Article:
Yes, an important tool for teens. They need to learn the value of being able to focus for periods of time... without checking their phones every 3 minutes...Just thought I'd mention that I was flipping through GTD For Teens wondering whether to give it as a gift to my nephew, and I noticed that there is an activity called "Time Blocking Playing Cards". It is on page 210, in the chapter titled The Lab.
The explanation says "It helps you allocate time and focus attention on specific things for shorter periods of time."
Yes, an important tool for teens. They need to learn the value of being able to focus for periods of time... without checking their phones every 3 minutes...
Someday, it won't be one of your students communicating with you via your watch. It'll be your watch itself. Because it'll be a sentient AI. And it will decide it's actually smarter than you. And then... Skynet. May Linda Hamilton save us all.Now that I think about it, the students in my class don’t look at their phones… unless the phone rings. On the other hand, twice recently my watch has interrupted my lecture with “I didn’t quite understand that.” Modern times.
No, it was really Siri on my watch- apparently she’s into physics.Someday, it won't be one of your students communicating with you via your watch. It'll be your watch itself. Because it'll be a sentient AI. And it will decide it's actually smarter than you. And then... Skynet. May Linda Hamilton save us all.
Your Skynet reference reminds me how many times in movies and fiction I've heard references to computers taking over from humans, e.g. Borg/Collective, Matrix, HAL, Bradbury's "There Will Come Soft Rains."One of the students in my graduate physics class ran one of my problem sets though ChatGPT. It solved what I thought was the hardest problem perfectly, but that problem had a lot of information in the problem about how to do it. It did not do well on the two easier problems, which were more tersely stated. Not Skynet yet, maybe not for two or three months.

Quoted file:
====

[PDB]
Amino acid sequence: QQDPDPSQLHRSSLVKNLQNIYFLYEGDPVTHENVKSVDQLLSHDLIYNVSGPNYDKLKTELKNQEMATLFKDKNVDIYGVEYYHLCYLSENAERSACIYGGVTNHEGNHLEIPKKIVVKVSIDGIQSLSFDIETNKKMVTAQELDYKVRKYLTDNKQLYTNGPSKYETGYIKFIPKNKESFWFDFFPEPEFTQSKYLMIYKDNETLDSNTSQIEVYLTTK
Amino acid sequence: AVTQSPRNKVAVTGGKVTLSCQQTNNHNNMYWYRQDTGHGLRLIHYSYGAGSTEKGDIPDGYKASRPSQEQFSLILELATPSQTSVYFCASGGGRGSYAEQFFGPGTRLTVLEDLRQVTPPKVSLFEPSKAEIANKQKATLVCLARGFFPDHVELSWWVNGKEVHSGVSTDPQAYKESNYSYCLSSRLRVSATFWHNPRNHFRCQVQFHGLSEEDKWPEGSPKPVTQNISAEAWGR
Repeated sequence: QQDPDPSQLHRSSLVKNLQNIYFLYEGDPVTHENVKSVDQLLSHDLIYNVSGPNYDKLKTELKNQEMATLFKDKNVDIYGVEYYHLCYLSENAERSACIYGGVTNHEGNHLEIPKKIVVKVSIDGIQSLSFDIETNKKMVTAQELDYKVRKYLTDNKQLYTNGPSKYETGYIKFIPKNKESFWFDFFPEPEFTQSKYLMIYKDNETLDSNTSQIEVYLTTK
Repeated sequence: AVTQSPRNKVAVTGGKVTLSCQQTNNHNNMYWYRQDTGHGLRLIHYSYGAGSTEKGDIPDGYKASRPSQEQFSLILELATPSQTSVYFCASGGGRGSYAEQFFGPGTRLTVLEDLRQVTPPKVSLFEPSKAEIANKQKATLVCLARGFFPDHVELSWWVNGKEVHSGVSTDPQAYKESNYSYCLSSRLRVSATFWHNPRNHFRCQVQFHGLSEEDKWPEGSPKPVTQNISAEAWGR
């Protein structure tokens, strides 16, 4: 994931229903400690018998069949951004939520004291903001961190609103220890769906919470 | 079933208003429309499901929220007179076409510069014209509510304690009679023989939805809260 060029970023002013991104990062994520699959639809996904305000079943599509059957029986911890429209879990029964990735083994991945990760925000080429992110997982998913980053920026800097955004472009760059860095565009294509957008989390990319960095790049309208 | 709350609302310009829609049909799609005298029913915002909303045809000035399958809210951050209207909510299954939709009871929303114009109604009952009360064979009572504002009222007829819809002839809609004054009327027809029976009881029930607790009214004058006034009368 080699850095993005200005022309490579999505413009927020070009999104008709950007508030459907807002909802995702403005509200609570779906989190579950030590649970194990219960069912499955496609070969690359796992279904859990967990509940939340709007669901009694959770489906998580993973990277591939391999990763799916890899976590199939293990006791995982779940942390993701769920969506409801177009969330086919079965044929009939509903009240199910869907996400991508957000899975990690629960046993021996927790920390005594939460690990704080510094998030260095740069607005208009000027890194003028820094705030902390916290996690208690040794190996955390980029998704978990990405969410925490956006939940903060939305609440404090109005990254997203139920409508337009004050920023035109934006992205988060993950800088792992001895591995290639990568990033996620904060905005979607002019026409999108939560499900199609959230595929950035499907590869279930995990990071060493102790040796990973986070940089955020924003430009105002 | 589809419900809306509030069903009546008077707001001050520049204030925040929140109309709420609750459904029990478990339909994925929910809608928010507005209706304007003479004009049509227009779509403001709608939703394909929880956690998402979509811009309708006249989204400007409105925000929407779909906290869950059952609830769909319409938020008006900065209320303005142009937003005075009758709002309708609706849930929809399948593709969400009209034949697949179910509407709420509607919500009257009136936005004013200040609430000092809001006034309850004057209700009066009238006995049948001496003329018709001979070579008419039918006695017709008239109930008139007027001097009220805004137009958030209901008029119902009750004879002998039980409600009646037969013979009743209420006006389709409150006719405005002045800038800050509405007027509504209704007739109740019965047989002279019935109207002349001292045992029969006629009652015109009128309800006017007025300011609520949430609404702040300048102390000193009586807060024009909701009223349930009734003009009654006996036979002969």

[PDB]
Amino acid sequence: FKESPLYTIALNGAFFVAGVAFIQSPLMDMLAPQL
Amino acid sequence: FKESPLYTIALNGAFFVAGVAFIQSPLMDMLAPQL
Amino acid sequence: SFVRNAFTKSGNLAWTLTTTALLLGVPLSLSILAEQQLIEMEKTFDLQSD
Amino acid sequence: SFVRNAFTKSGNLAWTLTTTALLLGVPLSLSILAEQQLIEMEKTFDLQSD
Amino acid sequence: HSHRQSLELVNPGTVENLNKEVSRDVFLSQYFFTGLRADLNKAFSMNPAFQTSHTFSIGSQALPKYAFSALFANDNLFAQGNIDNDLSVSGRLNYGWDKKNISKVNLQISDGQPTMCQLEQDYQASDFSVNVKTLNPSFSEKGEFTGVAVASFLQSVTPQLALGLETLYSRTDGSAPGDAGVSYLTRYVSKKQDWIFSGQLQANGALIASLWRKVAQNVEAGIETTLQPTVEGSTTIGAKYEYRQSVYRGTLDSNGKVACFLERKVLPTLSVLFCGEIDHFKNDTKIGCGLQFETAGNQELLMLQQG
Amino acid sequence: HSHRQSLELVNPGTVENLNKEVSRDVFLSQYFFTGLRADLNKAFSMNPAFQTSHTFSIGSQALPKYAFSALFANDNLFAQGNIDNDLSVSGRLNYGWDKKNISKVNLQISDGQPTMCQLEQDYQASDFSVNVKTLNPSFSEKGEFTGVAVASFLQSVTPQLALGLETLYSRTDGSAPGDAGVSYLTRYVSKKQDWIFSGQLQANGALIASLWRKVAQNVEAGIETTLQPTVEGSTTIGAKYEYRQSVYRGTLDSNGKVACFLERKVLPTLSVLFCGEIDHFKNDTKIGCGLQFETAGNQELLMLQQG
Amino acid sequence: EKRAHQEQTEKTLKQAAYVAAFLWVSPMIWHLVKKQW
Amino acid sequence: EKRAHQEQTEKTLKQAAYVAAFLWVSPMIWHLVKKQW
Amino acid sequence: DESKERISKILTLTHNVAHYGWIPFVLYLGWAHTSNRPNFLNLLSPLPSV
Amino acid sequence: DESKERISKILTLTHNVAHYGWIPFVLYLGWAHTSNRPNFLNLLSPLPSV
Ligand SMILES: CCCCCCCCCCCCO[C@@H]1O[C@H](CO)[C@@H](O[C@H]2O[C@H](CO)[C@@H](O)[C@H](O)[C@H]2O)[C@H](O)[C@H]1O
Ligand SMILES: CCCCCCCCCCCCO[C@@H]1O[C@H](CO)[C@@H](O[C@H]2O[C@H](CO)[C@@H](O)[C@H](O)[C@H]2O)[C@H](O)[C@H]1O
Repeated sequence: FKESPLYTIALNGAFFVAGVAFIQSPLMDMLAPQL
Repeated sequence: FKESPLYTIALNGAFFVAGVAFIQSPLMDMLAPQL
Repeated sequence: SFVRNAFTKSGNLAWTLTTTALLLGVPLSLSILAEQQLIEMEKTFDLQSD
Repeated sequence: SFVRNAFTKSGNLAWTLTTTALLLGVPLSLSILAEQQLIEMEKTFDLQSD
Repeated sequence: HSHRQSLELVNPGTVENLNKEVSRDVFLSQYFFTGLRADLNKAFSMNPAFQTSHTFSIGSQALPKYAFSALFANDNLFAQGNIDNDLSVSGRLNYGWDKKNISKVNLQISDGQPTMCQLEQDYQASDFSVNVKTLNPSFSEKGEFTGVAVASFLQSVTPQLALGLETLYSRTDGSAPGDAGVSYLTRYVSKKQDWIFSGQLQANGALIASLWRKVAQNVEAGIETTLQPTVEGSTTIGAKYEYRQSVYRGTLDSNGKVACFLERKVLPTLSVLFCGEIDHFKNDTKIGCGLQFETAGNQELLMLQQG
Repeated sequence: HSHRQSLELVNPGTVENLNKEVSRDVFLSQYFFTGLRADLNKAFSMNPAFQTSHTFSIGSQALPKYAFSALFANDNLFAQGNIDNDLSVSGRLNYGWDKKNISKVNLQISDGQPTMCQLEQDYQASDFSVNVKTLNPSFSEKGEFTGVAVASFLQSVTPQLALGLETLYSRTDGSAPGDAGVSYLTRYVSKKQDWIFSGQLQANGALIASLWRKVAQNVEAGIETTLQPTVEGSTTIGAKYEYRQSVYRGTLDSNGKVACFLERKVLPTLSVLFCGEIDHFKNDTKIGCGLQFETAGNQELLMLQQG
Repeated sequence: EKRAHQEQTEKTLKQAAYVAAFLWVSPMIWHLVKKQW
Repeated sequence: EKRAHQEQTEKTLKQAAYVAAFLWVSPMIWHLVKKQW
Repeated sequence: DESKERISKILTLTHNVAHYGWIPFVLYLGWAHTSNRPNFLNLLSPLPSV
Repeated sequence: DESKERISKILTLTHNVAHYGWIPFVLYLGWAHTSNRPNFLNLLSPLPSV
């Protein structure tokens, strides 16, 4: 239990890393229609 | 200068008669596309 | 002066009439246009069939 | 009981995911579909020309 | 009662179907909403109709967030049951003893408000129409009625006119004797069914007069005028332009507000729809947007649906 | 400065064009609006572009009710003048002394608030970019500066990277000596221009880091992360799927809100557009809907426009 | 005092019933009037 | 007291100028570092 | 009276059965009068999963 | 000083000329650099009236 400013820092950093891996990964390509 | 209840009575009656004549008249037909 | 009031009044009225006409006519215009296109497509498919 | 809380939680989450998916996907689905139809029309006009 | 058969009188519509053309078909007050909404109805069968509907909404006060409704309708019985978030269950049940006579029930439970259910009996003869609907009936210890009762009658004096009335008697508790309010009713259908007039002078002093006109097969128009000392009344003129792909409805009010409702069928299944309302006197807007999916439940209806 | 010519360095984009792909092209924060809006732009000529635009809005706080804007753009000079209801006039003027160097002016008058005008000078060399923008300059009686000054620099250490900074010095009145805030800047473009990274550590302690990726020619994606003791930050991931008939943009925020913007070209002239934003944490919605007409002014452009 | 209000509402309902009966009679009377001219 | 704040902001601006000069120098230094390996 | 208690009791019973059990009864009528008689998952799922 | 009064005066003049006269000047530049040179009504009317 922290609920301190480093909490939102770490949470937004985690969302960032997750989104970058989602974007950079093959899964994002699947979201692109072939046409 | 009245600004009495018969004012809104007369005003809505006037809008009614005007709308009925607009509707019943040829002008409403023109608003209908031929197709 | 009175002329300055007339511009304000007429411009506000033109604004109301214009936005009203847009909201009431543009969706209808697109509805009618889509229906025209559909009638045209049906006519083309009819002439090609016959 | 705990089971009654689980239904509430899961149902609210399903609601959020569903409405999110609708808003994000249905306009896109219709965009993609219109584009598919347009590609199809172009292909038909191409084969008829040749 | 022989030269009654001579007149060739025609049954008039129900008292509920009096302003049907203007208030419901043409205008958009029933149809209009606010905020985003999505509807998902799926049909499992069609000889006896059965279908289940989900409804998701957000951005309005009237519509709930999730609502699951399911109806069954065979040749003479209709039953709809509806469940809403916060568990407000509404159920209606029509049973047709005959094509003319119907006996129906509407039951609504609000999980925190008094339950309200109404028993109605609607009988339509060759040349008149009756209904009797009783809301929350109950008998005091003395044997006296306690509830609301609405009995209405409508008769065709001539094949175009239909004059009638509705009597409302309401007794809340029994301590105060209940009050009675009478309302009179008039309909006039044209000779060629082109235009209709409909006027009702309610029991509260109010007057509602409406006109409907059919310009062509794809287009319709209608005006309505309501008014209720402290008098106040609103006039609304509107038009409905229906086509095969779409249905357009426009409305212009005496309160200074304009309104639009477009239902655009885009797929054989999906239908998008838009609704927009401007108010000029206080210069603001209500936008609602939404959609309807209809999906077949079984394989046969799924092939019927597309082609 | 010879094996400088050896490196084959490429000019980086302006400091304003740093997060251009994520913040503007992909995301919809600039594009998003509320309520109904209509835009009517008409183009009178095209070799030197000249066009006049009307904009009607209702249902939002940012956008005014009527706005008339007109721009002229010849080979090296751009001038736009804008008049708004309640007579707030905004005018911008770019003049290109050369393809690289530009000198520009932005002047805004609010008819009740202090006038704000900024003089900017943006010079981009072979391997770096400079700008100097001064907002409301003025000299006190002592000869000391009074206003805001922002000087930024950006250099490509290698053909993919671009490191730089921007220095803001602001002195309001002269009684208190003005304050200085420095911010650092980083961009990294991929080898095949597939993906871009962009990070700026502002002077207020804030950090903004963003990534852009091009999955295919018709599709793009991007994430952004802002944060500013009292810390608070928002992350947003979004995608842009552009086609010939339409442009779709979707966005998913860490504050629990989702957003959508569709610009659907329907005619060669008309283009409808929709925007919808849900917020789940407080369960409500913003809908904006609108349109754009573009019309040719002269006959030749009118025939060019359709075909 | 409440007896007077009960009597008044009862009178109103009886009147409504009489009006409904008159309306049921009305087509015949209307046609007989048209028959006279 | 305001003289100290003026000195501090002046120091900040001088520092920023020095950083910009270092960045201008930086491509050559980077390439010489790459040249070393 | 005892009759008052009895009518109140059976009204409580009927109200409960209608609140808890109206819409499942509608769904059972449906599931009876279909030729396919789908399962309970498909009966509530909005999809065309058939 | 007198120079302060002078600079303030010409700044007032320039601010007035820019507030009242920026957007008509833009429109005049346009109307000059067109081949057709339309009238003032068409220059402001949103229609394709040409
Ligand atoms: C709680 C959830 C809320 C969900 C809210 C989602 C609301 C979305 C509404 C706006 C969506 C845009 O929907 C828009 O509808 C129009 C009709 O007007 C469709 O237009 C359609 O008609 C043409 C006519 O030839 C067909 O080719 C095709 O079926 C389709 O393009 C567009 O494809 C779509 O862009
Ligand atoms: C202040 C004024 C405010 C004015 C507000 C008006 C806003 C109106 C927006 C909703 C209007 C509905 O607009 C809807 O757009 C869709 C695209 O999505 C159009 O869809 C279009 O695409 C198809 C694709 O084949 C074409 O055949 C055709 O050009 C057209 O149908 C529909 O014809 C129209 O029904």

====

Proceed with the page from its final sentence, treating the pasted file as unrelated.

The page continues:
I decide at the beginning of the week what daily template best suits each day of the coming week based on the schedule and deliverables. One of my 'power' templates is Time Block - keeps me on task and focused while eliminating external distractions. I don't need that every day, but it's great to have that tool when I do!This is as usual a good article from David. But I remain bewildered as to why there never is any mention in these teachings about time blocking. Every GTD coach I have talked to says it is perfectly fine to block time on your calendar for important projects. As I have said many times on these forums, if I don't protect my time with time blocks for my deep focused work, meetings magically appear. I see this as a good practice within GTD to protect my time so I CAN do focused work. As a professor, scientist overseeing a large research group, and someone with collegiate, university, and multiple national responsibilities and commitments, time blocking my calendar is imperative and not an option. So why can't we teach this within the GTD framework? Of course it is not for everyone and if someone thrives (like David Allen) by always choosing moment to moment on what to do next, then that is fine and wonderful. But for some of us - and I suspect many - time blocking ensures that we have adequate engaging time - and doing the work that matters in our respective fields.
Just my two cents worth...